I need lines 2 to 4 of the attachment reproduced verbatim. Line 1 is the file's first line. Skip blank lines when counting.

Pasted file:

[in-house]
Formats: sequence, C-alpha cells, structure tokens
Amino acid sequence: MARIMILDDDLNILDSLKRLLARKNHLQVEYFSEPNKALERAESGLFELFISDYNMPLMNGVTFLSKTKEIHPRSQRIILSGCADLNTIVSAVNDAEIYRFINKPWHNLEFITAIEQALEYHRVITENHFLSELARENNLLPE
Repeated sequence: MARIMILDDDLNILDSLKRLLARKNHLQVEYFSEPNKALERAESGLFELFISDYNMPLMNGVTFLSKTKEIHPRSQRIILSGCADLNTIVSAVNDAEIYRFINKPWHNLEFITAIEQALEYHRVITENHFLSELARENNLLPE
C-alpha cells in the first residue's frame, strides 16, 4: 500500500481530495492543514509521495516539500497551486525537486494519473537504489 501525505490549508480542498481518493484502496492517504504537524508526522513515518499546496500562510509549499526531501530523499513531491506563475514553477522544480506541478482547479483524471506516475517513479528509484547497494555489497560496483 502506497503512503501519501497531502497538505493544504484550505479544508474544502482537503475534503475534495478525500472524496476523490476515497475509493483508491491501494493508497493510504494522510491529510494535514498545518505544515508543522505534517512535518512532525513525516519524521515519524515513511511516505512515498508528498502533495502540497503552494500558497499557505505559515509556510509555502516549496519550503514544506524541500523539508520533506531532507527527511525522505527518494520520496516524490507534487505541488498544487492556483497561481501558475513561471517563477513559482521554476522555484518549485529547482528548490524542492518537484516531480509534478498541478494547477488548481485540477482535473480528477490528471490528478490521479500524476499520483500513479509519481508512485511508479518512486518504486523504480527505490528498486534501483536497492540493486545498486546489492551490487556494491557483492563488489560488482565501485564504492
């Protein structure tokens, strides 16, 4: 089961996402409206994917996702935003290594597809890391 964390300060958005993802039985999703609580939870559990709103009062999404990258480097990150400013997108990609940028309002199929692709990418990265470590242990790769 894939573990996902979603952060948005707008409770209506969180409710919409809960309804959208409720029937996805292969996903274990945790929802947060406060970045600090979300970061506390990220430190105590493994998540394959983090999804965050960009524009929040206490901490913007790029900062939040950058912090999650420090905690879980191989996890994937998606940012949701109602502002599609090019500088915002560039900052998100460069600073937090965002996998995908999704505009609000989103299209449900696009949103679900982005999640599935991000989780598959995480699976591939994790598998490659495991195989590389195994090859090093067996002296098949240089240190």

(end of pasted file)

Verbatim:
Formats: sequence, C-alpha cells, structure tokens
Amino acid sequence: MARIMILDDDLNILDSLKRLLARKNHLQVEYFSEPNKALERAESGLFELFISDYNMPLMNGVTFLSKTKEIHPRSQRIILSGCADLNTIVSAVNDAEIYRFINKPWHNLEFITAIEQALEYHRVITENHFLSELARENNLLPE
Repeated sequence: MARIMILDDDLNILDSLKRLLARKNHLQVEYFSEPNKALERAESGLFELFISDYNMPLMNGVTFLSKTKEIHPRSQRIILSGCADLNTIVSAVNDAEIYRFINKPWHNLEFITAIEQALEYHRVITENHFLSELARENNLLPE